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MarginaliaMaximinus eatē vp of lyse.What should I here speake of the cruel Emperour Maximinus, who when he had set forth his proclamation, engrauen in brasse, for the vtter abolishyng of Christ and his Religion, was not punished by man, but had lyce and vermine gushyng out of his entrals to be his tormentours, with such a rottyng stynch layd vpon his body, that no Phisicians could abyde to come nere, & were caused to be slayne for þe same. pag. 115.

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MarginaliaMaxentius, & kyng Pharao both drowned in their owne harnes.Maxentius the sonne of Maximinian, and Pharao kyng of Egypt, as they were both like enemyes agaynst God and his people, so dranke they both of one cup, not perishyng by any mans hand, but both in like maner after were drowned with their harnes in the water.

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Furthermore, and briefly in this matter to cōclude,

if the kynges among the Iewes, which were bloudy and wicked, were not spared, as Achaz, Achab, Iesabel, Manasses, Ioachim, Sedechias, MarginaliaAchaz. Achab. Iesabell. Manasses. Ioachim. Sedechias punished of God for their persecutions. with many other, but had at length, although it was long, the hyer of their iniquititie: let not these bloudy Catholickes then thinke, which haue bene persecutours of Christes Saintes, that they being in the same cause as the other were aboue recited, shall eschape the same iudgement, which the longer it is differred, the sorer many tymes it striketh, vnlesse by due repentaunce it be preuented, in tyme: which I pray God it may.

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Innumerable examples moe to the same effect and purpose might be inferred, wherof plentyfull store we haue in all places and in al ages of men to be collected. But these hetherto for this present may suffice, which I thought here to notifie vnto these our bloudy childrē of the murderyng mother Church of Rome, MarginaliaThe murderyng mother Church with her bloudy children admonished. of whom it may well be sayd: Manus vestræ plenæ sūt sanguine &c. 

Latin/Greek Translations  *  Close
Foxe text narrative, citing Isaiah. 1. 15.
Foxe text Latin

Manus vestrae plenae sunt sanguine &c.

Foxe text translation

Your handes be full of bloud.

Actual text of Isaiah. 1. 15.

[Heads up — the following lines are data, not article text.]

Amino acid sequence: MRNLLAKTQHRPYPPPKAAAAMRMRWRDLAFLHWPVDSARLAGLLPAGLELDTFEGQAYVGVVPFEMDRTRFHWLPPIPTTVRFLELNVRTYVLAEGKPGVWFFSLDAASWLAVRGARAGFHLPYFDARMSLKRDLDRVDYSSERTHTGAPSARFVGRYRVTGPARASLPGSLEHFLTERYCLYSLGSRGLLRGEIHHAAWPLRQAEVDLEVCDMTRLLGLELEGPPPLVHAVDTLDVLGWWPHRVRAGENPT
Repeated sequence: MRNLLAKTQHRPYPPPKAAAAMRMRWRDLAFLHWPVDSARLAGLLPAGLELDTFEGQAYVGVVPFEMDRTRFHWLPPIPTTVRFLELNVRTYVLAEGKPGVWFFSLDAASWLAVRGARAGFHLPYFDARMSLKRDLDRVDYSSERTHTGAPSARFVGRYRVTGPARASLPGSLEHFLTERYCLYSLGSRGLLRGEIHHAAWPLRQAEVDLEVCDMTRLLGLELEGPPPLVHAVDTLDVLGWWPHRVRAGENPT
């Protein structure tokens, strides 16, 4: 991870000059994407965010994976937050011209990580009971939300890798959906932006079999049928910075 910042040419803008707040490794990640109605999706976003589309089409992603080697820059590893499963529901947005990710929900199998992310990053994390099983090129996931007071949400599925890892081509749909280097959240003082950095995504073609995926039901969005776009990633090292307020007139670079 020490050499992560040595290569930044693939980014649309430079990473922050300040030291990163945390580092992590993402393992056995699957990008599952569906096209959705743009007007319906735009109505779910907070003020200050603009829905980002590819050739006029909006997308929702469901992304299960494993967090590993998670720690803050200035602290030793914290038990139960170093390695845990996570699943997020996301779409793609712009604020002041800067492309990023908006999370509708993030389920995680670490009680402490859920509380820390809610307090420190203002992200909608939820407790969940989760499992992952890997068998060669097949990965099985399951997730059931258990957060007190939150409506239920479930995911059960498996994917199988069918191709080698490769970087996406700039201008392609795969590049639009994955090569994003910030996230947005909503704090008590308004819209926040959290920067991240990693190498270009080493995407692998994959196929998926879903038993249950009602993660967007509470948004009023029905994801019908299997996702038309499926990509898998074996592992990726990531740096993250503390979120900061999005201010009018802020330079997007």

[et cum multiplicaveritis orationem non audiam] manus vestrae sanguine plenae sunt.

[Accurate citation]

Your handes be full of bloud. Esay. cap. 1. MarginaliaEsay. 1. to the entent that they by the examples of their other felowes before mentioned, may be admonished to folow the Prophets Coūsel, which foloweth and biddeth: Lauamini, mundi estote &c. 
Latin/Greek Translations  *  Close
Foxe text narrative, citing Isaiah. 1. 16.
Foxe text Latin

Lauamini, mundi estote &c.

Foxe text translation

Be you washed, and make yourselues cleane &c.

Actual text of Isaiah. 1. 16. (Vulgate)

lavamini mundi estote

[Accurate citation]

Be you washed, and make your selues cleane &c. Esay. 1. MarginaliaEsay. 1. and not to presume to farre vpon their owne securitie, nor thinke them selues the farther of from Gods hand, because mās hand forbeareth them.

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I know & graunt, that man hath no further power vpon any, thē God from aboue doth gyue. MarginaliaWhat the lawes of this Realme could say agaynst the persecutours in Queene Maryes tyme.And what þe lawes of this Realme could make agaynst them, as agaynst opē murderers, I will not here discusse, nor opē that I could say (because they shall not say that we desire their bloud to be spilled but rather to bee spared): but yet this I say, & wish them well to vnderstād, that þe sparing of their lyues which haue bene murderers of so many, is not for want of power in Magistrates, nor for lacke of any iust law agaynst thē, wherby the might iustly haue bene cōdemned if it had so pleased the Magistrates to procede (as they might) agaynst them: MarginaliaThe nature of the Church is not to persecute with bloud.but because almightie God peraduenture of some secret purpose hauyng some thyng to do with these persecuters, hath spared them hetherto, not that they should escape vnpunished, but that peraduenture he will take his owne cause in his own hand, either by death to take them away (as he did by Boner and by all promoters in a maner of Q. Maries time) or els to make them to persecute them selues with their owne handes, MarginaliaIn that þe persecutors bee suffered of þe church to lyue, it is to their more confusion.or will styrre vp their conscience to be their owne confusion, in such sort as þe Church shall haue no neede to lay any handes vppon them. Wherefore with this short admonition to close vp the matter, as I haue exhibited in these histories the terrible endes of so many persecutors plagued by Gods hād: so would I wish all such, whom Gods lenitie suffereth yet to lyue, this wisely to ponder with them selues, that as their cruell persecution hurteth not the Saintes of God whom they haue put to death: so the pacience of Christes Church sufferyng them to lyue, doth not profit them, but rather heapeth the greater iudgement of God vppon them in the day of wrath, vnles they repent in tyme, which I pray God they may. 

Commentary  *  Close

After a short prayer for the swift return of Christ to establish his kingdom on earth, the 1570 edition ends here.

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Almighty GOD and Father of our Lord Iesus Christ, of his gracious mercy, and for the reuerence of his sonne, either conuert the hartes of these bloudy enemyes, or cut short their power, and disapoynt their deuises, or els so shorten the perilous dayes of this kingdome of Sathan, that the peaceable kyngdome of Christ may be set vp for euer by the spedy commyng of hym, Qui venturus est in nubibus cœli. Veni cito Domine Iesu. Amen. 

Latin/Greek Translations  *  Close
Foxe text narrative [CONCLUDING WORDS OF 1570 EDITION
Foxe text Latin

Qui venturus est in nubibus coeli. Veni cito Domine Iesu. Amen.

Foxe text translation

Not translated.

Translation (Wade 2004)

Who will come in the clouds of heaven. Come quickly Lord Jesus.